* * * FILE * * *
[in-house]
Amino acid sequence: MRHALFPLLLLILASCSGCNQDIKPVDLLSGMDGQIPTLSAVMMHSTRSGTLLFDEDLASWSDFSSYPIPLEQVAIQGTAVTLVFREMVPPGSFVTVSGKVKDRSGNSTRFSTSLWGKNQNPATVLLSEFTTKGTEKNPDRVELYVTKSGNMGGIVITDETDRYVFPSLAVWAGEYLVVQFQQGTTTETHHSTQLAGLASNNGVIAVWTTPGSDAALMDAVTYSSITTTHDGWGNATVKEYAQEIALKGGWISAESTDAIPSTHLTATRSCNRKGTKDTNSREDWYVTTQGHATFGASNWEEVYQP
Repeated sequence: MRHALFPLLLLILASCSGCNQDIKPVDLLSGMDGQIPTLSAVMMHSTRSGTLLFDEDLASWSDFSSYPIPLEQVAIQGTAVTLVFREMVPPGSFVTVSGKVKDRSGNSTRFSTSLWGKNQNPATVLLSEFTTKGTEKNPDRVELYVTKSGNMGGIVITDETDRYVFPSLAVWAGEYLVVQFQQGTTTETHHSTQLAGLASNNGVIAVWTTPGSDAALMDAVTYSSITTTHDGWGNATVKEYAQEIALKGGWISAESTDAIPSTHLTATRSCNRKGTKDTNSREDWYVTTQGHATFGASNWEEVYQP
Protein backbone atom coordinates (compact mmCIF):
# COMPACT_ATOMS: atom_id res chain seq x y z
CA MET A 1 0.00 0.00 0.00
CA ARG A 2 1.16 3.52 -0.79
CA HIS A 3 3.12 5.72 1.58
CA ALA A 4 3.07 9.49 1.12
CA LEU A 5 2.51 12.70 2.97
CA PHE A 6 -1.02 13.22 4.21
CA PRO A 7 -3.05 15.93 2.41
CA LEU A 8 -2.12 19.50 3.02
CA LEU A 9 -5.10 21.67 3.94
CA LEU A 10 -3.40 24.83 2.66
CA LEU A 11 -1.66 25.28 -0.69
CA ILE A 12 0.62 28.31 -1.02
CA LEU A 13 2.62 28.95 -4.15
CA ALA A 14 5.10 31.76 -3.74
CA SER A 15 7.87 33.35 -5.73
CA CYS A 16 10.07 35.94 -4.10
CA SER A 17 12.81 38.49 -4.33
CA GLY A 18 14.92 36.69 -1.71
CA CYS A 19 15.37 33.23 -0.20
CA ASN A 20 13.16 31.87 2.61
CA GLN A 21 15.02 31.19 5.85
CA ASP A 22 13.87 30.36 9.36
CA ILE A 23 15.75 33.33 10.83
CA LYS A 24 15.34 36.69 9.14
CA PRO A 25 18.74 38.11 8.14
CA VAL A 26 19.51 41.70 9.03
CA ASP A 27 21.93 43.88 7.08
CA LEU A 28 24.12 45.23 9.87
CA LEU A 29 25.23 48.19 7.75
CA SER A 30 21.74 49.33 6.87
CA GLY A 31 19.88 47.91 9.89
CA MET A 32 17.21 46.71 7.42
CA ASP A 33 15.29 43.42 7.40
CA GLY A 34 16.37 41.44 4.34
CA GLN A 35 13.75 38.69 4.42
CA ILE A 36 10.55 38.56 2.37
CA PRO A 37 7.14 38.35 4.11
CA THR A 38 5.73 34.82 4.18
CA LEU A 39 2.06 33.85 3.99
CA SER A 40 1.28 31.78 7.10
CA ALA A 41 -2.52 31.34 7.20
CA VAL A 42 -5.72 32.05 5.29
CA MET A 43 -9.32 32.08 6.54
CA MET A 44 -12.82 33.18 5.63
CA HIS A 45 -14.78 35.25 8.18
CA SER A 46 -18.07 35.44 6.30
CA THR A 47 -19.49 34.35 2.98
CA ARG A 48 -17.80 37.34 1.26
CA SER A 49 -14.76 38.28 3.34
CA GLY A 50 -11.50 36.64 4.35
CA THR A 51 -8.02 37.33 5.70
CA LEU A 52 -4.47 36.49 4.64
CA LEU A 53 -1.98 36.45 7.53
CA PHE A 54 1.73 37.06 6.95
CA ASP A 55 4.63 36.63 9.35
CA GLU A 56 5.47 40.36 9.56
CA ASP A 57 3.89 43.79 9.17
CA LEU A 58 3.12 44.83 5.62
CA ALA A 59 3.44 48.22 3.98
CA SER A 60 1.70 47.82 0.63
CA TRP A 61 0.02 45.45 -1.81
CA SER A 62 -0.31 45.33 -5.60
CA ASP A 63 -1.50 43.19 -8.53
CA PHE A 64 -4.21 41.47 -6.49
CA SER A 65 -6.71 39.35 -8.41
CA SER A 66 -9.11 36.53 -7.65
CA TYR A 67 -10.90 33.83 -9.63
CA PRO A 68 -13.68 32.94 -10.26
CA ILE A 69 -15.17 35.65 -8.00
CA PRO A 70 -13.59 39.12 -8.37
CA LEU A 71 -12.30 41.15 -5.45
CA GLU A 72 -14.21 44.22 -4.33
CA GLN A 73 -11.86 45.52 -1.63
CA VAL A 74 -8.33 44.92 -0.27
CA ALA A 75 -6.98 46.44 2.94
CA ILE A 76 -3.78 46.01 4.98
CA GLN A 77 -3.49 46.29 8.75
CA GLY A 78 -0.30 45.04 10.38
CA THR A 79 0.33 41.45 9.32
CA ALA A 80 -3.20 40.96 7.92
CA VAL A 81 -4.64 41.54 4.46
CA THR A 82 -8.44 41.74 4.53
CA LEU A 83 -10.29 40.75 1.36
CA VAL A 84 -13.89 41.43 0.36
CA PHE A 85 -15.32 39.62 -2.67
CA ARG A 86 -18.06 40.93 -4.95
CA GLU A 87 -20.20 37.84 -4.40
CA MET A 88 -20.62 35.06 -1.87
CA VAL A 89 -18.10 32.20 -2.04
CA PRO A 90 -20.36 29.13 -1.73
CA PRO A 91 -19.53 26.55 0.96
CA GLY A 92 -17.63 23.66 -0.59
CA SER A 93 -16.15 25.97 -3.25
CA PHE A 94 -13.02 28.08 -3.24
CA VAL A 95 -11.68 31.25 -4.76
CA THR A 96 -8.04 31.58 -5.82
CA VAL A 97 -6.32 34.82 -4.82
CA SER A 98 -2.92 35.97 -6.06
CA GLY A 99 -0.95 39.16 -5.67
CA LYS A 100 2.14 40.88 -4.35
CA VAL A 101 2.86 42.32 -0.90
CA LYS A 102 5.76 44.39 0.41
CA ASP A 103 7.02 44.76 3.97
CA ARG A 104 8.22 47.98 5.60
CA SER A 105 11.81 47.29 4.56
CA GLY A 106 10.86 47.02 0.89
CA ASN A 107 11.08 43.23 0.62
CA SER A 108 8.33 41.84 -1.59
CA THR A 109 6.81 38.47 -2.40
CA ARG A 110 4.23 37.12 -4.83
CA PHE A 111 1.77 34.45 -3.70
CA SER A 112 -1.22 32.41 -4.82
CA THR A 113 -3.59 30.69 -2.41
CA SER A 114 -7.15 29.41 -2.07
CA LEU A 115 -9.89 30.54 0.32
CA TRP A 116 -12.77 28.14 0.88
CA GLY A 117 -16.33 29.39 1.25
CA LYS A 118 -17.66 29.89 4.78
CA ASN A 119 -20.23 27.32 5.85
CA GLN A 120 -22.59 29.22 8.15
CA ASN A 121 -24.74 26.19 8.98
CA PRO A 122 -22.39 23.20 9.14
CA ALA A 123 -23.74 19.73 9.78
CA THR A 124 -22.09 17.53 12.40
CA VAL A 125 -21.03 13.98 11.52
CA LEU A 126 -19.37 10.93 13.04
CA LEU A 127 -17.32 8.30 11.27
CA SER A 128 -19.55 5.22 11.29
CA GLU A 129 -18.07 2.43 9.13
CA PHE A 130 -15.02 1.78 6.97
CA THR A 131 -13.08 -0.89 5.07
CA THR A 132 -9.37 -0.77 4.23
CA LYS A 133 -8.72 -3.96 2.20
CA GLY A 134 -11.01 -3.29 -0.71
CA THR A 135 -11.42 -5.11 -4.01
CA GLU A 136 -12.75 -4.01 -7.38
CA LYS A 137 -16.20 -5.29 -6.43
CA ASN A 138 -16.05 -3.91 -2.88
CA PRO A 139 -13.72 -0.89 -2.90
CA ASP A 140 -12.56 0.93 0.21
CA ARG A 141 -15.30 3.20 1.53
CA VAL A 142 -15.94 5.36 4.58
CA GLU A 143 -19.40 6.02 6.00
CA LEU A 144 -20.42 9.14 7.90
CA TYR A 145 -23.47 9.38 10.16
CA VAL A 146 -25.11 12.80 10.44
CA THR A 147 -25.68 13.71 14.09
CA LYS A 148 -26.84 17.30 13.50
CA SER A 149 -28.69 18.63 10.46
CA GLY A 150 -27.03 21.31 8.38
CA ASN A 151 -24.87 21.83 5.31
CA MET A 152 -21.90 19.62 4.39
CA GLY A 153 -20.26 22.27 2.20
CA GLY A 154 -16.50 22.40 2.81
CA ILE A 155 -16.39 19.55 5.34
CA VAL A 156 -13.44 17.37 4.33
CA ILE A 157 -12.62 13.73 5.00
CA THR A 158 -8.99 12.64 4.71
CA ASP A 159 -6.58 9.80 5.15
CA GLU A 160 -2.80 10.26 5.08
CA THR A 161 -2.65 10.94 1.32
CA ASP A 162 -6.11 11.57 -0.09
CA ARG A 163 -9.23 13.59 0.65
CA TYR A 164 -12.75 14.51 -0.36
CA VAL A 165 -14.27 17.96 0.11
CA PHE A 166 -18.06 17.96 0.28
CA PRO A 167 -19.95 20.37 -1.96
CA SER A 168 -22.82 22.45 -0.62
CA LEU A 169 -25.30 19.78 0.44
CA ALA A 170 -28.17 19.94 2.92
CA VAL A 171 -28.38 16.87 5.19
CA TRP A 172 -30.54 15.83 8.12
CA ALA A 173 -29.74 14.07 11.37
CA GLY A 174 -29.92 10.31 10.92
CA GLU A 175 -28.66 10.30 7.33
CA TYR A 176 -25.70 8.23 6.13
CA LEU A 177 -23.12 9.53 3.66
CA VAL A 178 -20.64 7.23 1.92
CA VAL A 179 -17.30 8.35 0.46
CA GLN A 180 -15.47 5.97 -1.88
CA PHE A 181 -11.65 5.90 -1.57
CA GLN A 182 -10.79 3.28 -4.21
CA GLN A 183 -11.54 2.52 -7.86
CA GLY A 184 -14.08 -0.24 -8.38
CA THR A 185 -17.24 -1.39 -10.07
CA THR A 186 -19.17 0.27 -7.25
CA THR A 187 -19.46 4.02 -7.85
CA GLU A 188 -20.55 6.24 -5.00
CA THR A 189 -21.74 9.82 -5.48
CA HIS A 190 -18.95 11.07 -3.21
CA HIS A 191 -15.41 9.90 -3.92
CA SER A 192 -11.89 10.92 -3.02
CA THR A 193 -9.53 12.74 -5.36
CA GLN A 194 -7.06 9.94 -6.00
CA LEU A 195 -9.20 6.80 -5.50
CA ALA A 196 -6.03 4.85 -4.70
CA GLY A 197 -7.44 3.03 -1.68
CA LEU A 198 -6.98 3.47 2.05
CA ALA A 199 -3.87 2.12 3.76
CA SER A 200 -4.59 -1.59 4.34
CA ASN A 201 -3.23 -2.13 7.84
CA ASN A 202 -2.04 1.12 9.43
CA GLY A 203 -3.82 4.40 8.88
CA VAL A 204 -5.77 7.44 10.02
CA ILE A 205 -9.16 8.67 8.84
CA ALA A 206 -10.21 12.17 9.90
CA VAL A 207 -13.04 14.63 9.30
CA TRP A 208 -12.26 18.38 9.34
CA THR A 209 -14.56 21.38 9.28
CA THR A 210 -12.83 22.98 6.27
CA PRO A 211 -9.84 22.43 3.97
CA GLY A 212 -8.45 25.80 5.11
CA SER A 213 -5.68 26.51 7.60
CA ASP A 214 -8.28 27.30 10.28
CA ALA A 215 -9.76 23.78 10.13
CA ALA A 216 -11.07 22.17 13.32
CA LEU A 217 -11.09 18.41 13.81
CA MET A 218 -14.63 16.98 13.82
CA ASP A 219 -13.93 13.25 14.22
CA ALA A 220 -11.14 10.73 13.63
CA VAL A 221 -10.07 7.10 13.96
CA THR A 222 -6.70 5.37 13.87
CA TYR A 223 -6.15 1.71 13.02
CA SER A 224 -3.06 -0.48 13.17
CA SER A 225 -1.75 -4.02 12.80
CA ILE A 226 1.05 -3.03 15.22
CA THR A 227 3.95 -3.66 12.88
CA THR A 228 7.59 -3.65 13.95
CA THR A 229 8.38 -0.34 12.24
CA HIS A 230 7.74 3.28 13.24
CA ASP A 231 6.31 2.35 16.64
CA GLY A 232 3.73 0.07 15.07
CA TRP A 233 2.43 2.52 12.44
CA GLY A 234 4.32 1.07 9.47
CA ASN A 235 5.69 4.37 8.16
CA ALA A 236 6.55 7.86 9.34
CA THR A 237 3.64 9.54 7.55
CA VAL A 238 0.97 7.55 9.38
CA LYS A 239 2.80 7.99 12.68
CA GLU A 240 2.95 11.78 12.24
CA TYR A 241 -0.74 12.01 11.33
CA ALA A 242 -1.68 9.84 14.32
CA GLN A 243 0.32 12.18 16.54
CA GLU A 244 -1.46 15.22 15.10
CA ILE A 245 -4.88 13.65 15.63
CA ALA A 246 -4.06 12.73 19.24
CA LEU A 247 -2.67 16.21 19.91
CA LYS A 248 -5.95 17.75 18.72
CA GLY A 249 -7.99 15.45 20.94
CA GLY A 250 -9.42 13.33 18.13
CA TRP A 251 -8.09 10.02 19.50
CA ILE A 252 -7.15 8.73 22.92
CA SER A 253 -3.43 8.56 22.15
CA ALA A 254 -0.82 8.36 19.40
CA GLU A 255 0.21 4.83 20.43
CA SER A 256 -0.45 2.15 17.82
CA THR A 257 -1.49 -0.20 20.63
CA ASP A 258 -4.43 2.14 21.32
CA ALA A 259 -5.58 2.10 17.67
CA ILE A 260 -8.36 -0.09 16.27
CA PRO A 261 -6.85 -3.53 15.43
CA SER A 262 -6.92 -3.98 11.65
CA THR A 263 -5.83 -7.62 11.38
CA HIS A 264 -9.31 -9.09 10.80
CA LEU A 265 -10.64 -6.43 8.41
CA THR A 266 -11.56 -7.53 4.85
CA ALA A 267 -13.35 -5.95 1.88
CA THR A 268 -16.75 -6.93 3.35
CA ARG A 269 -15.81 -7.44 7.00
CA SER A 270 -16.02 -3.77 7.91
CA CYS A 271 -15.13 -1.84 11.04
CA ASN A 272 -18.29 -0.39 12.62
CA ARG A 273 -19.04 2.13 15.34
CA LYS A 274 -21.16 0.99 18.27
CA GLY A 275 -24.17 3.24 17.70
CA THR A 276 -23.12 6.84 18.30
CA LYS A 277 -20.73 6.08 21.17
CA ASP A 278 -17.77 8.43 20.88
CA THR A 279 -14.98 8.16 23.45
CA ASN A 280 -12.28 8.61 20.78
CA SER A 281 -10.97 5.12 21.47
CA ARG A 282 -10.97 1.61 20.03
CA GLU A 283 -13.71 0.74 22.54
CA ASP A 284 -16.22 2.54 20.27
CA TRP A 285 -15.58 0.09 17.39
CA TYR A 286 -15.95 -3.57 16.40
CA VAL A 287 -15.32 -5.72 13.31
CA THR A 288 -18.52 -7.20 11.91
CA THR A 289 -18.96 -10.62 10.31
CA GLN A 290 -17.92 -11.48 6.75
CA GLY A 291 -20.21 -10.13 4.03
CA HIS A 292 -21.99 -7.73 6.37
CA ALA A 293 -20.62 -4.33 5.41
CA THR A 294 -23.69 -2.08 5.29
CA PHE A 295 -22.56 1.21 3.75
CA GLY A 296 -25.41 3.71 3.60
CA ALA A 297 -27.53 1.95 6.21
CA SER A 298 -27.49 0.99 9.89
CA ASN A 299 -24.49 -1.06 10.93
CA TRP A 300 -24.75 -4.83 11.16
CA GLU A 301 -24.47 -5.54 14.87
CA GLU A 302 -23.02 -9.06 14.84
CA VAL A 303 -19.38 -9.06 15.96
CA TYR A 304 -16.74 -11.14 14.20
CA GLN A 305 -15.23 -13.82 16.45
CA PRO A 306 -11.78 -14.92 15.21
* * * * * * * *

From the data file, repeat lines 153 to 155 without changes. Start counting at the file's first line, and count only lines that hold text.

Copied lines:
CA LYS A 148 -26.84 17.30 13.50
CA SER A 149 -28.69 18.63 10.46
CA GLY A 150 -27.03 21.31 8.38